This man fell off his mountain bike and was very lucky to sustain only a relatively minor injury. He had a fracture of the tip of the olecranon. In spite of this, he had minimal problems and was back on his bike soon after. Here he is shown in the rather upmarket sling he was given to wear compared with the traditional triangular bandage type.
Falls may be caused by many different factors. This lady was simply rushing and sustained some dramatic bruising to the soft tissues of her face after a fall. She went to A&E for an X-ray and fortunately had not sustained any bone injury. The bruising resolved over a couple of weeks.
This 16-year-old was bitten on the back of the leg while out running. It was a superficial wound and no serious damage was done. He was already vaccinated against tetanus, and there was no sign of infection. Generally dog bites heal better and with less risk of infection than human bites, sometimes seen after fights.
This man was rather anxious about the bruising on his leg following an accident while racing as a passenger in a motorcycle sidecar race. Although the appearance is quite dramatic, he had not sustained any bone injury. The bruising was painful but he recovered quickly and was racing within a few days.
This young man was injured by a team mate while on the ground in a rugby match. It looked at this stage as if he might develop keloid scars, but this did not happen. Rugby is a popular sport and does cause a significant number of injuries in teenage boys, occasionally including musculoskeletal injuries.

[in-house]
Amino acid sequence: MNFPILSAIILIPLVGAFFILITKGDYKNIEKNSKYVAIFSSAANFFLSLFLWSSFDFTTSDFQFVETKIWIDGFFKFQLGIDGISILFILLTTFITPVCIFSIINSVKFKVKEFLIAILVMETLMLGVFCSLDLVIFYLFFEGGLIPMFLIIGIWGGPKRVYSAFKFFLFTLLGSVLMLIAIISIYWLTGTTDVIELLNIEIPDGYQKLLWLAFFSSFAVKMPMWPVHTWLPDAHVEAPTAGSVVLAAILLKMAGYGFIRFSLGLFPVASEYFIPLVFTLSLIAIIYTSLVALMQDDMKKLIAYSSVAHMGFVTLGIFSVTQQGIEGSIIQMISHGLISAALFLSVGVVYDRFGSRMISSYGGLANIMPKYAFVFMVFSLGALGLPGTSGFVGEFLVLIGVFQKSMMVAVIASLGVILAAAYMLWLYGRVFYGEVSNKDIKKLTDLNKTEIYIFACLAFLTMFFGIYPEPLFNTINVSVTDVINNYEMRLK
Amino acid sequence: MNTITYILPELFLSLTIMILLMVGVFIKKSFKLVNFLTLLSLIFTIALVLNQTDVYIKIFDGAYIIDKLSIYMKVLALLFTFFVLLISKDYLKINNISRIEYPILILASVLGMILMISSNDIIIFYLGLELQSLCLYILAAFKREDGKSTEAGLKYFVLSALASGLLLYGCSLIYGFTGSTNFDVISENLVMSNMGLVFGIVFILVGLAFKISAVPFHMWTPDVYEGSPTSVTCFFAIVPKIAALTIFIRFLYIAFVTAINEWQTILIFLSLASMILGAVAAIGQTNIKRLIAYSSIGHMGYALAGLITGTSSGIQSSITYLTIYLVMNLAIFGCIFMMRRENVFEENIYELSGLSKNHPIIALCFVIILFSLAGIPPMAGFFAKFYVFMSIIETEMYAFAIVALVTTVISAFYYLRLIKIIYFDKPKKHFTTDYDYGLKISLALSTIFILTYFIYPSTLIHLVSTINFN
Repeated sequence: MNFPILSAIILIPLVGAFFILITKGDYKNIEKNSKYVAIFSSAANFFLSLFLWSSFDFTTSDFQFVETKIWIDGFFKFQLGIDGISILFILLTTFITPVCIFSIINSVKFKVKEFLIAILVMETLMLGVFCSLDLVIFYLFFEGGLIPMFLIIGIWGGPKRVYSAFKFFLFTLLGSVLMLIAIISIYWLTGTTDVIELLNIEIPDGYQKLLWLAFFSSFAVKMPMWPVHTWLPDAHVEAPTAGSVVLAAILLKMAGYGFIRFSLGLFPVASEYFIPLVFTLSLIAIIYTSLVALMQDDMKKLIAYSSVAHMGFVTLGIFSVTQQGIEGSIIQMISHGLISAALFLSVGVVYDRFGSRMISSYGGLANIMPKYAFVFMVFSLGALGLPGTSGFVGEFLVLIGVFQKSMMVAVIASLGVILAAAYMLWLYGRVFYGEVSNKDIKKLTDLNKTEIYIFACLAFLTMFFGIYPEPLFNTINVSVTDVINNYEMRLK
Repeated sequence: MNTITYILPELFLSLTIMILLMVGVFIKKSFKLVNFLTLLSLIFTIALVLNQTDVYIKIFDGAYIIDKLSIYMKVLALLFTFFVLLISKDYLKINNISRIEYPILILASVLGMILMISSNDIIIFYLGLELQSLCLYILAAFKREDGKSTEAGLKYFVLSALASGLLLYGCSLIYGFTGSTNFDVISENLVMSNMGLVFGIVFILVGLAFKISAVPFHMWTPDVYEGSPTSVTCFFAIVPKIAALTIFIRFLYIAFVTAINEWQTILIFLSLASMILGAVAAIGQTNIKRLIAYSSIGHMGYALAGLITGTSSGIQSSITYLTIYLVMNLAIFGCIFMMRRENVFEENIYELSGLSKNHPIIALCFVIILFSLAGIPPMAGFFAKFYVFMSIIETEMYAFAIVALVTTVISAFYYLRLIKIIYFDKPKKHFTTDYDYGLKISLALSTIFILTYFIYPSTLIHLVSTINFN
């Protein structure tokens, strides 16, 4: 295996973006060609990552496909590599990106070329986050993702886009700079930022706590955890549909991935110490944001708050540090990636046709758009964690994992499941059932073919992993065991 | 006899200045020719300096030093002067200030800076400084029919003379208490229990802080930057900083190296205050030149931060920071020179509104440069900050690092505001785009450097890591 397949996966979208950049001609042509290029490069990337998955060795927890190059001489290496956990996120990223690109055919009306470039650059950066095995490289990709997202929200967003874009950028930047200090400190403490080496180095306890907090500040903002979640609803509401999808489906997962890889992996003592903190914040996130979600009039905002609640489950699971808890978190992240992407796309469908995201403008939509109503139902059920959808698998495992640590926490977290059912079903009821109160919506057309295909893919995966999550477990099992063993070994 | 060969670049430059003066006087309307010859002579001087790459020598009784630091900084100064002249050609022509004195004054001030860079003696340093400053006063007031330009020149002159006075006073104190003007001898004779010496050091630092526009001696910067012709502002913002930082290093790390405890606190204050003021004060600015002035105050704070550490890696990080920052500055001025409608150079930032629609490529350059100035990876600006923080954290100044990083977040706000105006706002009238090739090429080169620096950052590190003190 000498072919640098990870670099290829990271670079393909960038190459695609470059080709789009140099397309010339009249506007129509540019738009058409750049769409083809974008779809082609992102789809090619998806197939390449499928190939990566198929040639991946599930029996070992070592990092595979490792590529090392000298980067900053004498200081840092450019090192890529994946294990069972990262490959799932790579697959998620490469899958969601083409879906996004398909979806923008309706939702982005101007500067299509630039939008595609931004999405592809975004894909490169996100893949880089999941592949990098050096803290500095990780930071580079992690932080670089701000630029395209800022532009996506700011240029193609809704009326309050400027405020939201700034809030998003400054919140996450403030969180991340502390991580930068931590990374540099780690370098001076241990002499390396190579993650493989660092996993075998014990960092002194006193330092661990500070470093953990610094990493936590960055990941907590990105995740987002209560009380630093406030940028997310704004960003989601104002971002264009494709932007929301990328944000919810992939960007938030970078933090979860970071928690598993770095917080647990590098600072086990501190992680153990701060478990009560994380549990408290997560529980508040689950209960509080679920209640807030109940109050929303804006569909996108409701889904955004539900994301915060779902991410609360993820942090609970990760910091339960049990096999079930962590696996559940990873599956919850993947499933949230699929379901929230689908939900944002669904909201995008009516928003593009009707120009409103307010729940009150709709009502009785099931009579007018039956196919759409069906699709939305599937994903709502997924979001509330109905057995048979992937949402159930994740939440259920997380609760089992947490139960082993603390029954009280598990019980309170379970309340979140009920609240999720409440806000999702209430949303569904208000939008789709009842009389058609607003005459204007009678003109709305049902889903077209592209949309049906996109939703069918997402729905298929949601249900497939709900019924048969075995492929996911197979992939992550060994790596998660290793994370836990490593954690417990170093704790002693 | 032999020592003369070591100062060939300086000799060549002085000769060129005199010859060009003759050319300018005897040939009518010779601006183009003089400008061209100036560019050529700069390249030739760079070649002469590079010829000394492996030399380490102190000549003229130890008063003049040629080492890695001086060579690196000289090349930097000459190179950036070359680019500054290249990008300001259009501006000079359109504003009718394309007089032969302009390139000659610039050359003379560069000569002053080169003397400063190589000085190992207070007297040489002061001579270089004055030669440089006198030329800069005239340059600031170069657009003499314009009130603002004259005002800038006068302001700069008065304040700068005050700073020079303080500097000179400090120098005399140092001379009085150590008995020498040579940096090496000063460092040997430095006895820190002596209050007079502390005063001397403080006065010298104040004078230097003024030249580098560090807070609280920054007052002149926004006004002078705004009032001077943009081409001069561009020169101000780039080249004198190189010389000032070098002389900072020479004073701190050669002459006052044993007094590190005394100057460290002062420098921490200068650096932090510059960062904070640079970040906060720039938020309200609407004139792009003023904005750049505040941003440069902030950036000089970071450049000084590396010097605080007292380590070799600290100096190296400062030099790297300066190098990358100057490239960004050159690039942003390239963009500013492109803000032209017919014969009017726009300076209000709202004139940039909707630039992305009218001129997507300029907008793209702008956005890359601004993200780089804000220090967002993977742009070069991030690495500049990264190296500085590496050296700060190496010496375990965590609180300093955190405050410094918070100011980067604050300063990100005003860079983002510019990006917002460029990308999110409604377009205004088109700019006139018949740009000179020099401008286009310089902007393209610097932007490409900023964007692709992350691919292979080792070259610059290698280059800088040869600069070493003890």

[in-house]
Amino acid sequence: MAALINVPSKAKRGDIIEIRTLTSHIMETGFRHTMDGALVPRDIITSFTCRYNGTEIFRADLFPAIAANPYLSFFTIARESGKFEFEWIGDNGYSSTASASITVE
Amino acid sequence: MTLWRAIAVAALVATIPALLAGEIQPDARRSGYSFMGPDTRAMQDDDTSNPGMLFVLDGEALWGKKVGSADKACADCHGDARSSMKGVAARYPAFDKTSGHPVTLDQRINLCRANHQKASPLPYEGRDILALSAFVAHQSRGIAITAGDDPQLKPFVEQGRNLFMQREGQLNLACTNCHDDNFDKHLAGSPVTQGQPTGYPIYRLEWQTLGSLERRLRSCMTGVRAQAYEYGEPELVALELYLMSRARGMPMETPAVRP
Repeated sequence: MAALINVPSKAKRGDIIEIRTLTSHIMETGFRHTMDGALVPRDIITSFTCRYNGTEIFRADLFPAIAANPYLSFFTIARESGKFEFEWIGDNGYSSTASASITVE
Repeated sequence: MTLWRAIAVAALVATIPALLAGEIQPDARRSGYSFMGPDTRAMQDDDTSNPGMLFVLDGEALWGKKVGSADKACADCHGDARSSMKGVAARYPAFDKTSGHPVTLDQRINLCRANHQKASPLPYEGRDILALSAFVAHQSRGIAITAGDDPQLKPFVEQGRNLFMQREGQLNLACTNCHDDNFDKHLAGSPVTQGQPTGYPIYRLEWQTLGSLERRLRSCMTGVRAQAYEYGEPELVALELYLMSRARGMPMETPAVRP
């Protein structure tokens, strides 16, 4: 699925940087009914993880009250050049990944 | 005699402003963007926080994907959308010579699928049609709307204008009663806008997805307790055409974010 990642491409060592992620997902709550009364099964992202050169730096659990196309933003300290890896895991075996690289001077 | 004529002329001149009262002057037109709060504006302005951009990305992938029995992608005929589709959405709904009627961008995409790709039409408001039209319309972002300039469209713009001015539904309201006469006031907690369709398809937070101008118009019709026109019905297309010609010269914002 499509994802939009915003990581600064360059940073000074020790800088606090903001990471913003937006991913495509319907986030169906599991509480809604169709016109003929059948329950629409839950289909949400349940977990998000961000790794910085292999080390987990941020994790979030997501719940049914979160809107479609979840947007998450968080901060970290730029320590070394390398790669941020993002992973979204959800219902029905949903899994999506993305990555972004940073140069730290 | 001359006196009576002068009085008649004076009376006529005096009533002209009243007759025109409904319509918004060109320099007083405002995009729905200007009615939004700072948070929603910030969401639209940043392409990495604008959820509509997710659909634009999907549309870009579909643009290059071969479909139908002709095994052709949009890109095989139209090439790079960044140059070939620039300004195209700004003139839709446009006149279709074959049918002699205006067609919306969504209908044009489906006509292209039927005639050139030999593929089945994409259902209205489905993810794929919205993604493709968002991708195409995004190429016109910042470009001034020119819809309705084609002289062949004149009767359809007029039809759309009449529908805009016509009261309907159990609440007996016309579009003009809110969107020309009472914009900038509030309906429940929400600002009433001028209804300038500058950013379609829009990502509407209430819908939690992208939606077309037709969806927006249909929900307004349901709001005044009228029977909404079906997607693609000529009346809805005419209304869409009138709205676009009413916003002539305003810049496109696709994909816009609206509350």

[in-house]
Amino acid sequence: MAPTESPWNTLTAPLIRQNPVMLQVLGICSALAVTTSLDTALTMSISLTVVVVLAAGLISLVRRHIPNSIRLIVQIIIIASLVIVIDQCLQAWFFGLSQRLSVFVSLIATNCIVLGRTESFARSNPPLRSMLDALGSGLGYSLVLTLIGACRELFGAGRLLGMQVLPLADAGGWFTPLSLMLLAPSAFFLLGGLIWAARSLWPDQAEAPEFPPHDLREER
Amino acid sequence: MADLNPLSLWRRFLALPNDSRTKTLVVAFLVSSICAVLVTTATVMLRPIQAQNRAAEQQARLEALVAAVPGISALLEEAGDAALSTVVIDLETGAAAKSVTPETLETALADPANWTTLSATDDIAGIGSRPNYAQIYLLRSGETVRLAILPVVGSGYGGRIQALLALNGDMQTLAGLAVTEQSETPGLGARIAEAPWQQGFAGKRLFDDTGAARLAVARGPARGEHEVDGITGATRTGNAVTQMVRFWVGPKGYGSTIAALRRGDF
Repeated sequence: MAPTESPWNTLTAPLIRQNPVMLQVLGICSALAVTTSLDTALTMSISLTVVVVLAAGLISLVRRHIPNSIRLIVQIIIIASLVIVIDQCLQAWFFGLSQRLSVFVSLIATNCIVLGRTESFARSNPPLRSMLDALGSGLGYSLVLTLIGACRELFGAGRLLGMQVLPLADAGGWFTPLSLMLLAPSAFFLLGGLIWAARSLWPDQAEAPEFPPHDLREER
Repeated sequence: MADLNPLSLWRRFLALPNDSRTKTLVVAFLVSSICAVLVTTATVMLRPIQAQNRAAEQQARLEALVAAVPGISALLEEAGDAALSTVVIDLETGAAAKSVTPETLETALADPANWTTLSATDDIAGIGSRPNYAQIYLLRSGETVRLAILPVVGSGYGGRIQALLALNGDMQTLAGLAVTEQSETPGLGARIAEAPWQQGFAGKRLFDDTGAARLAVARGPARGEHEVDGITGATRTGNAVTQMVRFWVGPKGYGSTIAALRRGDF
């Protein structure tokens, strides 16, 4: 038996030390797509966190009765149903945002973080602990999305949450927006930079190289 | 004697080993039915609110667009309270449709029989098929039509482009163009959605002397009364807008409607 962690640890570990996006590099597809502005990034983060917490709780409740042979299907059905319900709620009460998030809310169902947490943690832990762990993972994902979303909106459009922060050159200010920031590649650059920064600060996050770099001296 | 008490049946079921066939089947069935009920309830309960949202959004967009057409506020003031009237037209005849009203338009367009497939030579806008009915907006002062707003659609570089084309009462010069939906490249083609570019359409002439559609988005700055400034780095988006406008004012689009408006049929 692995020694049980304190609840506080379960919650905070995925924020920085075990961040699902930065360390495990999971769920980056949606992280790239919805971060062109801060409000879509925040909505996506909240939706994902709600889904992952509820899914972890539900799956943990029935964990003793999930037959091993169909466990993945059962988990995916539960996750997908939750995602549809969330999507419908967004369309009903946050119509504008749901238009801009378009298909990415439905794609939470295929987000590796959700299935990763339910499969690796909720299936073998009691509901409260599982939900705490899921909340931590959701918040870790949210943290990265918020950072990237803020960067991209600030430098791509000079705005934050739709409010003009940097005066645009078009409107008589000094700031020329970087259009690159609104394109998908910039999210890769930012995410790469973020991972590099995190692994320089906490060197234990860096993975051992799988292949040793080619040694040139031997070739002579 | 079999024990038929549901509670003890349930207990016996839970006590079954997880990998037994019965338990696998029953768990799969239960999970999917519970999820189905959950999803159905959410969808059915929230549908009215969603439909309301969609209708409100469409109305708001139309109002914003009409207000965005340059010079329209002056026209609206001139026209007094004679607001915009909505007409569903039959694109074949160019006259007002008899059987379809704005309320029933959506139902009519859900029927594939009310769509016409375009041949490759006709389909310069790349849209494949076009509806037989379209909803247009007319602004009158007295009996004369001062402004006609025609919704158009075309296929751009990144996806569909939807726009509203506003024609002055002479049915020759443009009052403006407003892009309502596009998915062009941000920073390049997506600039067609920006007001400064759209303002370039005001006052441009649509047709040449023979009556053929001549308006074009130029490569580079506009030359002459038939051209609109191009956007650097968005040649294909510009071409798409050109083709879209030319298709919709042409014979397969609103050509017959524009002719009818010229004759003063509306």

Here we see the effects of some over-enthusiastic slicing in the kitchen. In fact, this was not someone who had been watching too many celebrity chefs, but was actually a professional chef under pressure in the kitchen. The wound was dressed regularly by our practice nurses and healed well with no subsequent problems.
This old lady with tissue paper skin on her shin sustained this nasty injury when she scraped her leg on the corner of an open dishwasher door. The injury did not cause much pain and, in fact, she initially was not even aware she had injured herself. The resulting wound took several months and a large number of visits to the practice nurses to heal.
This great toenail belongs to a sporty 14-year-old who damaged it repeatedly in football boots that were slightly too small. He then repeated this trick in ski boots, resulting in the nail breaking and partially separating. He was referred to a chiropodist who agreed that he had to have the nail removed in order to allow some normal regrowth.